Palace Museum celebrates six centuries
Ancient compound teaches Chinese to face challenges with courage, composure
By Chen Xi and Zhao Yusha, Published: 2020/9/10 21:50:40
Six hundred years on, the Palace Museum, also known as the Forbidden City, does not only have cultural meaning for Chinese people, who believed they live in a world of unprecedented turmoil.
Chinese people said the museum, which has stood for hundreds of years in the bustling heart of China's capital Beijing through thick and thin, war and peace, sends a messages that no matter how the world changes, tradition won't die among Chinese people. It is this tradition of meeting changes with composure, bravery and unity that will enable Chinese people to go through other fights that await.
Thursday marked the 600th anniversary of the museum. To celebrate the big day, it generously offered cultural activities including seminars and forums, exhibitions and charity events, to illuminate the layout, architectural structure, protection and restoration of the former home of emperors. A total of 450 cultural relics were displayed to the public.
Although the exhibition only kicked off at 2 pm, many viewers lined up in the morning. Chen Shuyu, a student from the Capital University of Economics and Business, brought her mother who lives in Nanjing, Jiangsu Province. "This is our first exhibition after the COVID-19 has been brought under control, and we are very excited to see the exhibition. I hope I could see some ancient utensils related to the Forbidden City," Yang said.
Kiki Chen, a scholar who studies cultural relics at Peking University, told the Global Times as she waited that the palace's 600th anniversary triggered special emotions for her in a world that has been thrown into unprecedented turmoil.
"This year our country was ravaged by the coronavirus; and then we are facing a crackdown from the US, which has even prompted rumors of a possible war between the two. But today I walked through the ancient walls of the Palace Museum, which has stood there 600 years, witnessed and suffered invasion from imperialism. Those invaders have gone or been transformed, but the palace is still there, and China and the Chinese people are still here," she said.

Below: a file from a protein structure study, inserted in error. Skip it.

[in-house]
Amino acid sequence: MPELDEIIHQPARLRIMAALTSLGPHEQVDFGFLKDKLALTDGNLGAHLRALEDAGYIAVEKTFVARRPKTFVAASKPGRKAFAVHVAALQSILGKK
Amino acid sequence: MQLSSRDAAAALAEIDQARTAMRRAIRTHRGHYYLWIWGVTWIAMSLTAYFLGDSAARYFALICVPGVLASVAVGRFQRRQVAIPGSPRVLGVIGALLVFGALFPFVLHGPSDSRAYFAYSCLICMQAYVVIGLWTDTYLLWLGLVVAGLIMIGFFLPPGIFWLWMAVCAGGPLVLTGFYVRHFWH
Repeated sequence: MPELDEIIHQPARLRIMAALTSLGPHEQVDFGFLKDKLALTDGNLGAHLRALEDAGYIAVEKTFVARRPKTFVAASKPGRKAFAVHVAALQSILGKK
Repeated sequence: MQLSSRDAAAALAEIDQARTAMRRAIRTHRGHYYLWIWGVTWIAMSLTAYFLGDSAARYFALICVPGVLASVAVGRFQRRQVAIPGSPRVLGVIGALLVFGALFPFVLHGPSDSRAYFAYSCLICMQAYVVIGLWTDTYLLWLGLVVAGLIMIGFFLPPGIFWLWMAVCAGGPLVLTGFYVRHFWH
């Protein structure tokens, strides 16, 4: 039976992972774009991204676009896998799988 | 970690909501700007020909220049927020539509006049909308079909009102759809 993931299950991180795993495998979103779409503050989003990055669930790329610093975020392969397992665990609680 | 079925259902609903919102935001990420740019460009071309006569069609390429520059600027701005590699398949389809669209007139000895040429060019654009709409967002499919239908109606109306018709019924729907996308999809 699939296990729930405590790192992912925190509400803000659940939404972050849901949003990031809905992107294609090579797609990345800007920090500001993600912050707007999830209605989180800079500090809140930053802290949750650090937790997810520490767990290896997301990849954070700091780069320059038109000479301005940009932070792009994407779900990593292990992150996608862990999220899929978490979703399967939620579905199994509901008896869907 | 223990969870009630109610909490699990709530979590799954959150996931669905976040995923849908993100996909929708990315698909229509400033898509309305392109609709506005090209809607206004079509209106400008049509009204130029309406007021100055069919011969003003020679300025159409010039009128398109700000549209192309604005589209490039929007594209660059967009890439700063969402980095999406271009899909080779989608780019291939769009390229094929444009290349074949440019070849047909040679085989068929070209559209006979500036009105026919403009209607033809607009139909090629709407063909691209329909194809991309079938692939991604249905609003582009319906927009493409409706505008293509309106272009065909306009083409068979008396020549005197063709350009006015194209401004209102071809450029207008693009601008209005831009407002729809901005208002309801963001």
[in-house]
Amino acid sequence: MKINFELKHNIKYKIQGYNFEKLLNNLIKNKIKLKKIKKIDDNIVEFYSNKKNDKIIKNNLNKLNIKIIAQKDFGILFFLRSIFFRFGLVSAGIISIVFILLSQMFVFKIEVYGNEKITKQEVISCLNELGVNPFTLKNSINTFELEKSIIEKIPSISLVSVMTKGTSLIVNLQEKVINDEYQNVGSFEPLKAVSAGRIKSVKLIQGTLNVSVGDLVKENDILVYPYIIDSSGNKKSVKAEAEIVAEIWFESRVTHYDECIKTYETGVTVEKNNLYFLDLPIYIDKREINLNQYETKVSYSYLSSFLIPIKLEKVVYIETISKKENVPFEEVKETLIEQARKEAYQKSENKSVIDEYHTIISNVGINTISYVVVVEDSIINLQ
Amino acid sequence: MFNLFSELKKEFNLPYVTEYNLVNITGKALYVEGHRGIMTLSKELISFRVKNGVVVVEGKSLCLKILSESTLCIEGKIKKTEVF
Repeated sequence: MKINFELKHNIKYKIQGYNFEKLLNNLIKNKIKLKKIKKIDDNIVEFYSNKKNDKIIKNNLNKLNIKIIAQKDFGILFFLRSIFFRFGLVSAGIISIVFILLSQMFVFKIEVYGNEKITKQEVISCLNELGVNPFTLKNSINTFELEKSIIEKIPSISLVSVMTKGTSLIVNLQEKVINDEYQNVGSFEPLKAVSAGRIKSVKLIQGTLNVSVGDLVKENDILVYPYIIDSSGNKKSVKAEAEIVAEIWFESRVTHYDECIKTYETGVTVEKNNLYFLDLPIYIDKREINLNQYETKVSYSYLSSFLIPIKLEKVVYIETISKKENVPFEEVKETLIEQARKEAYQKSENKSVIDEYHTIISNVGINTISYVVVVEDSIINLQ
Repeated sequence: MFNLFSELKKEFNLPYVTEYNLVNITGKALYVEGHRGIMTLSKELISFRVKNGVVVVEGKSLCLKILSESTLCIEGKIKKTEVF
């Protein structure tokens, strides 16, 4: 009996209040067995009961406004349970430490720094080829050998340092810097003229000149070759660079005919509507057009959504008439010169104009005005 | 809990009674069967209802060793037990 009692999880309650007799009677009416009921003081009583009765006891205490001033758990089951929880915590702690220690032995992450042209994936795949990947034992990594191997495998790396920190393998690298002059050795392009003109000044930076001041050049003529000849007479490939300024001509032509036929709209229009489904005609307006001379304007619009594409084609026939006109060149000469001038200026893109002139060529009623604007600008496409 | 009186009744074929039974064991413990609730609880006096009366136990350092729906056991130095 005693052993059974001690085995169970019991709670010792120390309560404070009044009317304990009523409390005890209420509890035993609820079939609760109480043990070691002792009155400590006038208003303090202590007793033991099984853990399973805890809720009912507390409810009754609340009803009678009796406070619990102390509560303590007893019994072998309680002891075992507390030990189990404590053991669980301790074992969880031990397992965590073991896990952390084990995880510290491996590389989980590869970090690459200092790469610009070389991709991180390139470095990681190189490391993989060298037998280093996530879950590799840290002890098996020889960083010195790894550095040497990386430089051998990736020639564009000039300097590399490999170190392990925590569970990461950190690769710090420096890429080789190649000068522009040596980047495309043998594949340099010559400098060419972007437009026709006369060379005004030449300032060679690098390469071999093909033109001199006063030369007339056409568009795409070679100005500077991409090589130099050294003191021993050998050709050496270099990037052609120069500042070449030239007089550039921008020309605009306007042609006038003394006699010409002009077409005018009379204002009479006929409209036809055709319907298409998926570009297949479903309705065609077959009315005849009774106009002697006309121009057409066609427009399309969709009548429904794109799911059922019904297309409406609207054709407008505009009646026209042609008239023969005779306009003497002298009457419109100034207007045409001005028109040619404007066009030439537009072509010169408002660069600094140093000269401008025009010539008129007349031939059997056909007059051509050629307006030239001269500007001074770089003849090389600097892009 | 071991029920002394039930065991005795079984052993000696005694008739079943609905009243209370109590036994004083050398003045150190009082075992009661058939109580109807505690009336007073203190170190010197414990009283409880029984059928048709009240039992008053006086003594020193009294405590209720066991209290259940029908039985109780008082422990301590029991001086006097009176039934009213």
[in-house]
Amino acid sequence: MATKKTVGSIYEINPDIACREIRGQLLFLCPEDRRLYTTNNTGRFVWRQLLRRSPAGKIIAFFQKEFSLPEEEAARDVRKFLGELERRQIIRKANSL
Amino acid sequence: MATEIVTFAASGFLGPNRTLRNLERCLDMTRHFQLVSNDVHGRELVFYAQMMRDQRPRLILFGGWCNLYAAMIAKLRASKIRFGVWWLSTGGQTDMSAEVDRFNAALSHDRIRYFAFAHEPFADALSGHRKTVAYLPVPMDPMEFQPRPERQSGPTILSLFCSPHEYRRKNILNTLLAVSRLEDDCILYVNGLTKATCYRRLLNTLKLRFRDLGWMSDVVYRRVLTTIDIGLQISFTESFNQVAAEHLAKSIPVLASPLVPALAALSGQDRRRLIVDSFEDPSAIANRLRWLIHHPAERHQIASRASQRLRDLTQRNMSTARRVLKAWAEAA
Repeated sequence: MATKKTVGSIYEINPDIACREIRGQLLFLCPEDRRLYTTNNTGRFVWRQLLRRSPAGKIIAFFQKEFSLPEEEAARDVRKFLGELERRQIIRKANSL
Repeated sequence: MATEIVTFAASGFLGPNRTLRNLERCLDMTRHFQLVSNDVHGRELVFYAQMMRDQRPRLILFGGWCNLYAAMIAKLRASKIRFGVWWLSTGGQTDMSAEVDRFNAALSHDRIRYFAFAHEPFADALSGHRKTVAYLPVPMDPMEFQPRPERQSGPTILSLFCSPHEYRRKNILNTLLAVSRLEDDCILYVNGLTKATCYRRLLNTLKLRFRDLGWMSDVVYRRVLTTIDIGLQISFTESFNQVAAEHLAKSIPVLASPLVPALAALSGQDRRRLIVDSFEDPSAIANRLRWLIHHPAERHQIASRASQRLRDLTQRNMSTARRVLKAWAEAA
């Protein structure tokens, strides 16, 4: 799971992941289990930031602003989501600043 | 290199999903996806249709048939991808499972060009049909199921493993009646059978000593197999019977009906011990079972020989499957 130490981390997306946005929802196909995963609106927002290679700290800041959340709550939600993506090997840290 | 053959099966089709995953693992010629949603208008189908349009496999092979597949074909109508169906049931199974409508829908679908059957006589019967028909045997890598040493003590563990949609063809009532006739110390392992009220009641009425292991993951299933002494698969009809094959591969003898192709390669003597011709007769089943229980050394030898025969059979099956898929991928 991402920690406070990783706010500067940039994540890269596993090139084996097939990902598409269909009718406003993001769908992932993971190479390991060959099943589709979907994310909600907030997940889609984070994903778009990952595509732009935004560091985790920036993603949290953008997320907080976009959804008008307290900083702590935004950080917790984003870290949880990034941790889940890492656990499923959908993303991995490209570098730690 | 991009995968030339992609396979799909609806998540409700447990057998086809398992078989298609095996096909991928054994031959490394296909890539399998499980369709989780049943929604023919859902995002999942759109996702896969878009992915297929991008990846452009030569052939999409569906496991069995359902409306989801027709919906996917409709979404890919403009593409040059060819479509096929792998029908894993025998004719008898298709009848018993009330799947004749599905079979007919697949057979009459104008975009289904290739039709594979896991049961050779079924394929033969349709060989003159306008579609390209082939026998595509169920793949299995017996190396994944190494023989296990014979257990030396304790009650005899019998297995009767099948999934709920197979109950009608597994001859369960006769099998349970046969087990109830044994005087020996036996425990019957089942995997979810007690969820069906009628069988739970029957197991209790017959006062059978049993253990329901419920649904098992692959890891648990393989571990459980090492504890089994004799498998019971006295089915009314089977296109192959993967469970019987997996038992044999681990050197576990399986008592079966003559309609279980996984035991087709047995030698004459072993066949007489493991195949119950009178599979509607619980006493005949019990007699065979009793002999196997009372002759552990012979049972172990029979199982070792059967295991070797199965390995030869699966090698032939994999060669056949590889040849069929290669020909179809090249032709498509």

Zheng Zili, a 63-year-old man who visited the museum on Thursday, told the Global Times that the Palace Museum represented the massive cohesive force of Chinese history, "If someone looks back from 600 years later, we will be a small part of history, and China-US relations will also be a small part of history."
Peking University professor Zhang Yiwu told the Global Times that the Palace Museum has been revitalized to win over the young generations, and awaken their zeal and sharpen their understanding of traditional Chinese culture. Its influence has also expanded beyond China through conducting cultural cooperation with other countries, and it gradually became "the Palace Museum for the world."
Although the Palace Museum has long been stripped of its purpose of serving emperors, it has welcomed many leaders from other countries, including French President Emmanuel Macron and his wife Brigitte Macron, and US President Donald Trump and his wife Melania Trump.
Observers noted that with China's standing out as model of cultural revitalization, the iconic museum has served as a platform for countries with a rich history and culture to share their insights on protection and inheritance of relics. This has injected much energy into cultural exchanges between those countries.
In 2018, the Palace Museum signed an agreement with the Syrian Ministry of Culture to restore Syrian relics, which were destroyed in the war, and help train more of the country's professionals in the field of cultural relic conservation and museum management through programs in China.
Antonio, an Italian who lives in Palma, told the Global Times that he watched the movie The Last Emperor, which features Pu Yi, the last emperor who lived in the palace, several times when his country received assistance in fighting against COVID-19 from China in March.
"The director of the movie is also an Italian, who speaks highly of the Forbidden City. Before I only had vague ideas about the magnificent compound. But now, it becomes a dream for me to visit this place myself; since it is a reminder of how love can travel across distances and through cultures to warm people's hearts," he said.